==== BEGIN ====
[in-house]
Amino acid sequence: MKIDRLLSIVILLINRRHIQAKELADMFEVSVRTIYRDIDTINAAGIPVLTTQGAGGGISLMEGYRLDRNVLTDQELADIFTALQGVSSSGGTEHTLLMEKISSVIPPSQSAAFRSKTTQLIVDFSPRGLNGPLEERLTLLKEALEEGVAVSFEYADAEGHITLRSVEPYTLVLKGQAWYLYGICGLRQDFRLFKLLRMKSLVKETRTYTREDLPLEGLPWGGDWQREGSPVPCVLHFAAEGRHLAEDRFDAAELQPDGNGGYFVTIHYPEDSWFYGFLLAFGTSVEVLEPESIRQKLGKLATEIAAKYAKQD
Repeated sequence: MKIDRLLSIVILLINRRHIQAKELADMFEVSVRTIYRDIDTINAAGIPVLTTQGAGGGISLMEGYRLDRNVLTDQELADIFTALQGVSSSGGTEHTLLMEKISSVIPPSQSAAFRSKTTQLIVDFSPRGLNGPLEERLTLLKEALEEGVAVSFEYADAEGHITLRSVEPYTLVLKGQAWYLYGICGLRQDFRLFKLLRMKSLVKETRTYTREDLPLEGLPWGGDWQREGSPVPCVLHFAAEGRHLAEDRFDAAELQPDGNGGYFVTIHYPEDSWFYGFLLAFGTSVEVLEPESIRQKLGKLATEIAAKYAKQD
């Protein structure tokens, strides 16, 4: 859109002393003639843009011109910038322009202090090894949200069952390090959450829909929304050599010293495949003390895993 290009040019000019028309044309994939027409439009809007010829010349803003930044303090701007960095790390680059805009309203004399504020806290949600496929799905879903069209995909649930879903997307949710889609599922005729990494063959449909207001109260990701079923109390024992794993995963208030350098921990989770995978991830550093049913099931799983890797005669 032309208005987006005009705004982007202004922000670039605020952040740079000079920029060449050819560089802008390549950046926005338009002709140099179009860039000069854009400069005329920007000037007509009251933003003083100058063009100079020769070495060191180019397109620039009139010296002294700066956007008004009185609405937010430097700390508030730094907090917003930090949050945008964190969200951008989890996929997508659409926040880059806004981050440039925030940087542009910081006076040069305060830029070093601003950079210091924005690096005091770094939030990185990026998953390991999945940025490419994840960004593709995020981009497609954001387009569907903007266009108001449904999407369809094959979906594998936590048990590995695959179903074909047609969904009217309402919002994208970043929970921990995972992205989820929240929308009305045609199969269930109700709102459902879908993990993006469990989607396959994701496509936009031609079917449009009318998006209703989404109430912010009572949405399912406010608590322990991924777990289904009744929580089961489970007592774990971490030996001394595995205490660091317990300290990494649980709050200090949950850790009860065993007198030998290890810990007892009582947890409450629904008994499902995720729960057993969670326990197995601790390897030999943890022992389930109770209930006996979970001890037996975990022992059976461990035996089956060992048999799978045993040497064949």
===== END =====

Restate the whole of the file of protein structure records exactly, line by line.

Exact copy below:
[in-house]
Amino acid sequence: MKIDRLLSIVILLINRRHIQAKELADMFEVSVRTIYRDIDTINAAGIPVLTTQGAGGGISLMEGYRLDRNVLTDQELADIFTALQGVSSSGGTEHTLLMEKISSVIPPSQSAAFRSKTTQLIVDFSPRGLNGPLEERLTLLKEALEEGVAVSFEYADAEGHITLRSVEPYTLVLKGQAWYLYGICGLRQDFRLFKLLRMKSLVKETRTYTREDLPLEGLPWGGDWQREGSPVPCVLHFAAEGRHLAEDRFDAAELQPDGNGGYFVTIHYPEDSWFYGFLLAFGTSVEVLEPESIRQKLGKLATEIAAKYAKQD
Repeated sequence: MKIDRLLSIVILLINRRHIQAKELADMFEVSVRTIYRDIDTINAAGIPVLTTQGAGGGISLMEGYRLDRNVLTDQELADIFTALQGVSSSGGTEHTLLMEKISSVIPPSQSAAFRSKTTQLIVDFSPRGLNGPLEERLTLLKEALEEGVAVSFEYADAEGHITLRSVEPYTLVLKGQAWYLYGICGLRQDFRLFKLLRMKSLVKETRTYTREDLPLEGLPWGGDWQREGSPVPCVLHFAAEGRHLAEDRFDAAELQPDGNGGYFVTIHYPEDSWFYGFLLAFGTSVEVLEPESIRQKLGKLATEIAAKYAKQD
């Protein structure tokens, strides 16, 4: 859109002393003639843009011109910038322009202090090894949200069952390090959450829909929304050599010293495949003390895993 290009040019000019028309044309994939027409439009809007010829010349803003930044303090701007960095790390680059805009309203004399504020806290949600496929799905879903069209995909649930879903997307949710889609599922005729990494063959449909207001109260990701079923109390024992794993995963208030350098921990989770995978991830550093049913099931799983890797005669 032309208005987006005009705004982007202004922000670039605020952040740079000079920029060449050819560089802008390549950046926005338009002709140099179009860039000069854009400069005329920007000037007509009251933003003083100058063009100079020769070495060191180019397109620039009139010296002294700066956007008004009185609405937010430097700390508030730094907090917003930090949050945008964190969200951008989890996929997508659409926040880059806004981050440039925030940087542009910081006076040069305060830029070093601003950079210091924005690096005091770094939030990185990026998953390991999945940025490419994840960004593709995020981009497609954001387009569907903007266009108001449904999407369809094959979906594998936590048990590995695959179903074909047609969904009217309402919002994208970043929970921990995972992205989820929240929308009305045609199969269930109700709102459902879908993990993006469990989607396959994701496509936009031609079917449009009318998006209703989404109430912010009572949405399912406010608590322990991924777990289904009744929580089961489970007592774990971490030996001394595995205490660091317990300290990494649980709050200090949950850790009860065993007198030998290890810990007892009582947890409450629904008994499902995720729960057993969670326990197995601790390897030999943890022992389930109770209930006996979970001890037996975990022992059976461990035996089956060992048999799978045993040497064949």